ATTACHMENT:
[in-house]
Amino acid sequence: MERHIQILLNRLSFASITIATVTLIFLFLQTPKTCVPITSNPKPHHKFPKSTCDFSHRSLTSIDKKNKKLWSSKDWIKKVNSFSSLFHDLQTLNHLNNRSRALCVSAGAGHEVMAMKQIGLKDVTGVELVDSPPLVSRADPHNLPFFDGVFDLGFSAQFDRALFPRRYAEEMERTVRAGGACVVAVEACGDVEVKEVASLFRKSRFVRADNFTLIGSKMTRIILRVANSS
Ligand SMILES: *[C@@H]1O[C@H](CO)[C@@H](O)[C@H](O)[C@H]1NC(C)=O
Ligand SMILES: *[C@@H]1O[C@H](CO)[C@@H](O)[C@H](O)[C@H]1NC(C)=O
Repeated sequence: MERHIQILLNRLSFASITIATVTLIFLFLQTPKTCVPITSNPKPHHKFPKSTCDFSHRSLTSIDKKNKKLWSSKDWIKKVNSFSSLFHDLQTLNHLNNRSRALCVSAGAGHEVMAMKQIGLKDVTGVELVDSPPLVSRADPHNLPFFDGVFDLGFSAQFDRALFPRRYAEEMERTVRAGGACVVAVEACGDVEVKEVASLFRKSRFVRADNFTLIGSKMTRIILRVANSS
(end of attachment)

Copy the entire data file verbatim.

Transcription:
[in-house]
Amino acid sequence: MERHIQILLNRLSFASITIATVTLIFLFLQTPKTCVPITSNPKPHHKFPKSTCDFSHRSLTSIDKKNKKLWSSKDWIKKVNSFSSLFHDLQTLNHLNNRSRALCVSAGAGHEVMAMKQIGLKDVTGVELVDSPPLVSRADPHNLPFFDGVFDLGFSAQFDRALFPRRYAEEMERTVRAGGACVVAVEACGDVEVKEVASLFRKSRFVRADNFTLIGSKMTRIILRVANSS
Ligand SMILES: *[C@@H]1O[C@H](CO)[C@@H](O)[C@H](O)[C@H]1NC(C)=O
Ligand SMILES: *[C@@H]1O[C@H](CO)[C@@H](O)[C@H](O)[C@H]1NC(C)=O
Repeated sequence: MERHIQILLNRLSFASITIATVTLIFLFLQTPKTCVPITSNPKPHHKFPKSTCDFSHRSLTSIDKKNKKLWSSKDWIKKVNSFSSLFHDLQTLNHLNNRSRALCVSAGAGHEVMAMKQIGLKDVTGVELVDSPPLVSRADPHNLPFFDGVFDLGFSAQFDRALFPRRYAEEMERTVRAGGACVVAVEACGDVEVKEVASLFRKSRFVRADNFTLIGSKMTRIILRVANSS